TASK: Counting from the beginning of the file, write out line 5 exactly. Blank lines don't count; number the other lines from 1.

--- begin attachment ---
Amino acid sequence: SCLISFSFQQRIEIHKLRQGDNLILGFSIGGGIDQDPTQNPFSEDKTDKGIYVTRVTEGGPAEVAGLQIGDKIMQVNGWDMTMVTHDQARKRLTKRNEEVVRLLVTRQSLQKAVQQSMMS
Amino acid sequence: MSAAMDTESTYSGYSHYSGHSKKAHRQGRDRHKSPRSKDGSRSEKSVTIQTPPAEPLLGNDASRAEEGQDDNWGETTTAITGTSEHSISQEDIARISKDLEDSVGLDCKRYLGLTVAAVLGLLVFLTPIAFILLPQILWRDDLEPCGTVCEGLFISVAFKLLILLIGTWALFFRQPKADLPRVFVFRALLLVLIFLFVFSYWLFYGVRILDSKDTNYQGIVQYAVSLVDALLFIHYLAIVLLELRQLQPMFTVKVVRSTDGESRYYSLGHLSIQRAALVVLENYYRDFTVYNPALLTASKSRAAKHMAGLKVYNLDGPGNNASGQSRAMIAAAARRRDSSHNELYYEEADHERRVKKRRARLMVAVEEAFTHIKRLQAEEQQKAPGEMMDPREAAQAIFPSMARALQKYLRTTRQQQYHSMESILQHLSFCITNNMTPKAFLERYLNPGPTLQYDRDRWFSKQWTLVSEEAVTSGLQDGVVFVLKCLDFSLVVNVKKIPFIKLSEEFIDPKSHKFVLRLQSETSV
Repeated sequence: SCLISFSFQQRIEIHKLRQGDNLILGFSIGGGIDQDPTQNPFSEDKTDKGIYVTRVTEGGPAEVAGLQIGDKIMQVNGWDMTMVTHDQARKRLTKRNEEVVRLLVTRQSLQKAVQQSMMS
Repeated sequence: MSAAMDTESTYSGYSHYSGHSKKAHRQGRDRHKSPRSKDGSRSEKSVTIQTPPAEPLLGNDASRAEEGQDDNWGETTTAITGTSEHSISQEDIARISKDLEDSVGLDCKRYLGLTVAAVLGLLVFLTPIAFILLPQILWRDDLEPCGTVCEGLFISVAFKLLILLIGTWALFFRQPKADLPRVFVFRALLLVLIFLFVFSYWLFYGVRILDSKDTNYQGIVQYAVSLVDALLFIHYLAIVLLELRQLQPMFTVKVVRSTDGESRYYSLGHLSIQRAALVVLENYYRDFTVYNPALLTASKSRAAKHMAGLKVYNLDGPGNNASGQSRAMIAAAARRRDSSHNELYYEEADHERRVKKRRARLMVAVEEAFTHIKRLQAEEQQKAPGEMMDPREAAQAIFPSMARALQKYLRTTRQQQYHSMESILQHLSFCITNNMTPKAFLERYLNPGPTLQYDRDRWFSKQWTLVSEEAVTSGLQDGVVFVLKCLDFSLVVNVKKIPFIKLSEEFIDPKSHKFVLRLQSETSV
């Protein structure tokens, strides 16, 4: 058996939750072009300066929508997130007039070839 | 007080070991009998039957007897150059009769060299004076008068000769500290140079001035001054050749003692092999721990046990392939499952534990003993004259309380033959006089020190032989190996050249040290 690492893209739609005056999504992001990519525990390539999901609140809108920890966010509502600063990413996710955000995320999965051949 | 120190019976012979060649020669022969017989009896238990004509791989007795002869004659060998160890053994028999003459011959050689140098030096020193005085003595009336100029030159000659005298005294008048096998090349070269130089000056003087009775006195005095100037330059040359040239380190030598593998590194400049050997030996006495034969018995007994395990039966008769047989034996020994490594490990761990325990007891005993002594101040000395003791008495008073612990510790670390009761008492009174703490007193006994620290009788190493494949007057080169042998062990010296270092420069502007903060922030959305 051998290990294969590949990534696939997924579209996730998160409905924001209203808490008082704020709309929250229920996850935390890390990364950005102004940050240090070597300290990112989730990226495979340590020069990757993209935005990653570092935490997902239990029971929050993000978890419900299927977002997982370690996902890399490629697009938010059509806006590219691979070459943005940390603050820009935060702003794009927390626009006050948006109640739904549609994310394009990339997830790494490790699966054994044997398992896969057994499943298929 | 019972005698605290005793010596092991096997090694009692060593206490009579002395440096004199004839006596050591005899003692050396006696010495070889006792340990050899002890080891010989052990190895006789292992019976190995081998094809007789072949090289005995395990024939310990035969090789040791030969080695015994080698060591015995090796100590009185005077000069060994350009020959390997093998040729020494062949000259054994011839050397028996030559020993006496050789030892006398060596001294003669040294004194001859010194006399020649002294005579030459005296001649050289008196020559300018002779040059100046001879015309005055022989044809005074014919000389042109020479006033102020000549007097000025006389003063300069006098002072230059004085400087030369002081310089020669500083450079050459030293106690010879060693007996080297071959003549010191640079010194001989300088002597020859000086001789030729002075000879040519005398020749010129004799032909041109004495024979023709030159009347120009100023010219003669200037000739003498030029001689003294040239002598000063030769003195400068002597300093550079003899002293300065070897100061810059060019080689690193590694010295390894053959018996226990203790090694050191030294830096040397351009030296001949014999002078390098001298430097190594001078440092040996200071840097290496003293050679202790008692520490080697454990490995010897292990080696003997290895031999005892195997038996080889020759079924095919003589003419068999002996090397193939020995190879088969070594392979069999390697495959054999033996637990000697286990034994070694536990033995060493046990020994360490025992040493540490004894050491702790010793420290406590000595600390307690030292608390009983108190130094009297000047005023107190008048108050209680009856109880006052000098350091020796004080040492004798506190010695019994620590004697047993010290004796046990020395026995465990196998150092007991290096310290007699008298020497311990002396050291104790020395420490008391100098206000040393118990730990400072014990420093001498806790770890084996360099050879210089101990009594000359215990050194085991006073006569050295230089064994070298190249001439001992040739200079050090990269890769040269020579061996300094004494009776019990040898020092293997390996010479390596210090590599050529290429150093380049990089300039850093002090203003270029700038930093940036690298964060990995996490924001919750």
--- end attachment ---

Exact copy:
């Protein structure tokens, strides 16, 4: 058996939750072009300066929508997130007039070839 | 007080070991009998039957007897150059009769060299004076008068000769500290140079001035001054050749003692092999721990046990392939499952534990003993004259309380033959006089020190032989190996050249040290 690492893209739609005056999504992001990519525990390539999901609140809108920890966010509502600063990413996710955000995320999965051949 | 120190019976012979060649020669022969017989009896238990004509791989007795002869004659060998160890053994028999003459011959050689140098030096020193005085003595009336100029030159000659005298005294008048096998090349070269130089000056003087009775006195005095100037330059040359040239380190030598593998590194400049050997030996006495034969018995007994395990039966008769047989034996020994490594490990761990325990007891005993002594101040000395003791008495008073612990510790670390009761008492009174703490007193006994620290009788190493494949007057080169042998062990010296270092420069502007903060922030959305 051998290990294969590949990534696939997924579209996730998160409905924001209203808490008082704020709309929250229920996850935390890390990364950005102004940050240090070597300290990112989730990226495979340590020069990757993209935005990653570092935490997902239990029971929050993000978890419900299927977002997982370690996902890399490629697009938010059509806006590219691979070459943005940390603050820009935060702003794009927390626009006050948006109640739904549609994310394009990339997830790494490790699966054994044997398992896969057994499943298929 | 019972005698605290005793010596092991096997090694009692060593206490009579002395440096004199004839006596050591005899003692050396006696010495070889006792340990050899002890080891010989052990190895006789292992019976190995081998094809007789072949090289005995395990024939310990035969090789040791030969080695015994080698060591015995090796100590009185005077000069060994350009020959390997093998040729020494062949000259054994011839050397028996030559020993006496050789030892006398060596001294003669040294004194001859010194006399020649002294005579030459005296001649050289008196020559300018002779040059100046001879015309005055022989044809005074014919000389042109020479006033102020000549007097000025006389003063300069006098002072230059004085400087030369002081310089020669500083450079050459030293106690010879060693007996080297071959003549010191640079010194001989300088002597020859000086001789030729002075000879040519005398020749010129004799032909041109004495024979023709030159009347120009100023010219003669200037000739003498030029001689003294040239002598000063030769003195400068002597300093550079003899002293300065070897100061810059060019080689690193590694010295390894053959018996226990203790090694050191030294830096040397351009030296001949014999002078390098001298430097190594001078440092040996200071840097290496003293050679202790008692520490080697454990490995010897292990080696003997290895031999005892195997038996080889020759079924095919003589003419068999002996090397193939020995190879088969070594392979069999390697495959054999033996637990000697286990034994070694536990033995060493046990020994360490025992040493540490004894050491702790010793420290406590000595600390307690030292608390009983108190130094009297000047005023107190008048108050209680009856109880006052000098350091020796004080040492004798506190010695019994620590004697047993010290004796046990020395026995465990196998150092007991290096310290007699008298020497311990002396050291104790020395420490008391100098206000040393118990730990400072014990420093001498806790770890084996360099050879210089101990009594000359215990050194085991006073006569050295230089064994070298190249001439001992040739200079050090990269890769040269020579061996300094004494009776019990040898020092293997390996010479390596210090590599050529290429150093380049990089300039850093002090203003270029700038930093940036690298964060990995996490924001919750």